An instrument for detecting electric charges or → potential differences.
Referring to electric charges at rest.
Fr.: charge électrostatique
A quantity of electricity at rest on the surface of an insulator or an insulated conductor.
meydân-e barqistâ (#)
Fr.: champ électrostatique
A region of space in which a non-moving → electric charge would be subjected to a force of attraction or repulsion as a result of the presence of another stationary electric charge. The electrostatic field is a special case of the → electromagnetic field.
Fr.: induction électrostatique
The production of stationary electric charges on an uncharged object as a result of a charged body being brought near it without touching it. A positive charge will induce a negative charge, and vice versa.
electrostatic unit (esu)
yekâ-ye barqistâ-ye bâr
Fr.: unité électrostatique de charge
The unit of electric charge in the → cgs system of units. Also called the → statcoulomb. The esu is defined such that if two objects, each carrying a charge of +1 esu, are 1 cm aparat, then they repel each other with a force of 1 → dyne. 1 esu = 3.3356 × 10-10 → coulombs.
Fr.: onde électrostatique
In a → plasma, a disturbance that is devoid of magnetic field, and hence can be expressed by an electrostatic potential. The electric field is always parallel to the propagation vector, so that the electrostatic wave is → longitudinal.
The branch of → electricity dealing with the phenomena and properties of stationary → electric charges, as opposed to → electrodynamics. It involves the build-up of charge on the → surface of → objects due to → contact with other surfaces.
Fr.: époque électrofaible
A period in the early history of the Universe lasting from 10-36 to 10-12 seconds after the → Big Bang. The electroweak epoch begins at the same time as cosmic → inflation is triggered. This is also the time when the → strong force breaks from the → grand unified force and ends with another → phase transition will occur in which the → weak interaction breaks from the → electroweak force.
niru-ye barqânezâr, ~ barqâkamzur
Fr.: force électrofaible
The force that takes part in an → electroweak interaction.
Fr.: interaction électrofaible
The unified description of two of the four fundamental interactions of nature, → electromagnetism and the → weak interaction which would merge into a single force under conditions of extreme temperature (above 1016 degrees, 102 GeV) prevalent in the early history of the → Universe.
Fr.: étoile électrofaible
A postulated type of star that could form toward the end of a → massive star's life, after → nuclear fusion has stopped in its → core, and before the star → collapses into a → black hole. In those → extreme conditions, when → temperature and → density inside the star are very high, → quarks could convert into → leptons. Hence huge amounts of energy can be released, much of which would be in the form of → neutrinos.
Elegance quality; something elegant.
Noun from → elegant.
Gracefully refined and dignified, as in tastes, habits, or literary style; graceful in form or movement; excellent; fine; superior (Dictionary.com).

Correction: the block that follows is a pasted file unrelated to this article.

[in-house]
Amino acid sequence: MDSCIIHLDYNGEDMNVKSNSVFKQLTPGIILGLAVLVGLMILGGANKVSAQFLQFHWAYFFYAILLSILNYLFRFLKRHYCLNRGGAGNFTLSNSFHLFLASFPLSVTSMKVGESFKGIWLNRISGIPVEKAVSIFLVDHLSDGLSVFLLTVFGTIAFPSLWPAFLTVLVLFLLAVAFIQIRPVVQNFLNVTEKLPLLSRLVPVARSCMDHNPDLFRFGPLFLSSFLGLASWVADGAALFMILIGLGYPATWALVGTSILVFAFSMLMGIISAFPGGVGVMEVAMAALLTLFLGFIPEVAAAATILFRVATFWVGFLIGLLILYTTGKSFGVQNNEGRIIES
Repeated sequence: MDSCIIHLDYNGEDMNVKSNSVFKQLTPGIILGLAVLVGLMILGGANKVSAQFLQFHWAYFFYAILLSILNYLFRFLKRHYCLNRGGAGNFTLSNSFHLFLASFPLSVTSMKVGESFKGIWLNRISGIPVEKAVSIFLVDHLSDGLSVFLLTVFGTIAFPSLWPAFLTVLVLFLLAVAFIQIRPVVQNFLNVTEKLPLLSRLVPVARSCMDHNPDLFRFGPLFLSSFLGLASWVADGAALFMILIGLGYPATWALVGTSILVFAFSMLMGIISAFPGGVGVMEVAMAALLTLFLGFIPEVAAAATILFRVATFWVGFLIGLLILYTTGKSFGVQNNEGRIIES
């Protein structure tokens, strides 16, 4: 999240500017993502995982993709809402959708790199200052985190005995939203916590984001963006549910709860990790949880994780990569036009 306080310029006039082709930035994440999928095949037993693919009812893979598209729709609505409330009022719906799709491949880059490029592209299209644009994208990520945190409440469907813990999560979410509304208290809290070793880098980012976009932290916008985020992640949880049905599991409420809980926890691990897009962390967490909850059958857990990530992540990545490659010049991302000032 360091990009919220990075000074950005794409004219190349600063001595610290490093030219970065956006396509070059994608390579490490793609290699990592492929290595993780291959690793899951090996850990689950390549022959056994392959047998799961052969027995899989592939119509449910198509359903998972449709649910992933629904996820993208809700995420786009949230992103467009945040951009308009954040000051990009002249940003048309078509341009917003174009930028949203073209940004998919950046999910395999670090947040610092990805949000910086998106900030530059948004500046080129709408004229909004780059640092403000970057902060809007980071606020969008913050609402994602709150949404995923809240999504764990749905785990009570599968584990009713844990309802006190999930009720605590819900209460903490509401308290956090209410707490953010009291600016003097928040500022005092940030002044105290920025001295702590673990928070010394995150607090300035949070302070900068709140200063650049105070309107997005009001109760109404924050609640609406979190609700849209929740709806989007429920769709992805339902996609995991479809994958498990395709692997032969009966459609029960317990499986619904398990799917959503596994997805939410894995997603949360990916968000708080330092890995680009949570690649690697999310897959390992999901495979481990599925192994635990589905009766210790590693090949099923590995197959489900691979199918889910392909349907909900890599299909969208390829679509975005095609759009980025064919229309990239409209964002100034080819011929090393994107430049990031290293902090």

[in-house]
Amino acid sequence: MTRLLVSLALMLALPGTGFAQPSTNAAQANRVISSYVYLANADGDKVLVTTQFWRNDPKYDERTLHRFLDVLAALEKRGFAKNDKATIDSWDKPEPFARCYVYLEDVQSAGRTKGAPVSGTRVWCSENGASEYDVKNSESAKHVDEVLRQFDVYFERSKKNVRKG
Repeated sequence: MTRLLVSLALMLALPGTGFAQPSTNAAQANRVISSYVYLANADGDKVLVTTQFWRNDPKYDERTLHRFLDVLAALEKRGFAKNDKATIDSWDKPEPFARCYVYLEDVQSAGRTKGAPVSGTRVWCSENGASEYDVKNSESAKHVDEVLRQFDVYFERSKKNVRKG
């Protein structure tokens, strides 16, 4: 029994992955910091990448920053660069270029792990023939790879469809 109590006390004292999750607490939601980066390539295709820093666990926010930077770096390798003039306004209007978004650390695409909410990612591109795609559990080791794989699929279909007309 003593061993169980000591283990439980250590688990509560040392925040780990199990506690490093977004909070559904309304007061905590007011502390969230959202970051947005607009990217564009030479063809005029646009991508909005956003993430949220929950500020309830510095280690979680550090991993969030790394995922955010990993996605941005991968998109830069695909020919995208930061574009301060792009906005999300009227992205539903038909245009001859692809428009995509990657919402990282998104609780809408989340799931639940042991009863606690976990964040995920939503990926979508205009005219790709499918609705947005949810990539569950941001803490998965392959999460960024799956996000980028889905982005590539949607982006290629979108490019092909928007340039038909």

M.E., from M.Fr., from L. elegantem (nominative elegans) "choice, fine, tasteful," from eligere "to select, choose."
Qašang "elegant, nicely fitted up" (Steingass), variant šang; cf. Sogd. xšang "beautiful, magnificient, excellent," maybe related to Av. xšnu- "to entertain, welcome, take care of (a guest)," O.Pers. xšnu- "to be satisfied, glad," Pers. xošnud "satisfied, content."
Fr.: équation élégante
An equation with surprising simplicity that expresses a fundamental result relating several apparently unassociable elements. For example, → Euler's formula for the particular case of θ = π, and the → mass-energy relation.
bonpâr (#), onsor (#)
1) General: A component or constituent of a whole or one of the parts into which a
whole may be resolved by analysis.
From O.Fr. élément, from L. elementum "rudiment, one of the four elements, first principle," origin unknown.
Bonpâr, from bon "basis; root; foundation; bottom;" Mid.Pers. bun "root; foundation; beginning," Av. būna- "base, depth," cf. Skt. bundha-, budhná- "base, bottom," Pali bunda- "root of tree" + pâr contraction of pâré "piece, part, portion, fragment;" Mid.Pers. pârag "piece, part, portion; gift, offering, bribe;" Av. pāra- "debt," from par- "to remunerate, equalize; to condemn;" PIE *per- "to sell, hand over, distribute; to assign;" cf. L. pars "part, piece, side, share," portio "share, portion;" Gk. peprotai "it has been granted;" Skt. purti- "reward;" Hitt. pars-, parsiya- "to break, crumble." Onsor from Ar.
farâvâni-ye bonpâr, ~ onsor
Fr.: abondance élémentaire, ~ d'un élément
Emission nebulae: The relative amount of a given → chemical element in an ionized nebula with respect to another element, usually → hydrogen. Elemental abundance ratios of → emission nebulae are obtained either by adding the observed → ionic abundances of the element or by using → ionization correction factors. Same as → total abundance.
Elemental, from M.L. elementalis, → element + -al; abundance, from O.Fr. abundance, from L. abundantia "fullness," from abundare "to overflow," from L. ab- "away" + undare "to surge," from unda "water, wave;" → abundance.
zarre-ye bonyâdin (#)
Fr.: particule élémentaire
A particle which cannot be divided into other constituents. More specifically, a particle whose field appears in the fundamental field equations of the unified field theory of elementary particles, in particular in the Lagrangian. For example, the → electron, the → photon, and the → quark are elementary particles, whereas the proton and neutron are not. The elementary nature of a particle can be revised depending on new observations or theories. Also called → fundamental particle.
Bonyâdin, from bonyâd "basis, foundation," variant of bonlâd, from bon "basis; root; foundation; bottom" → element + lâd "root; foundation; reason, cause; wall" + adj. suffix -in.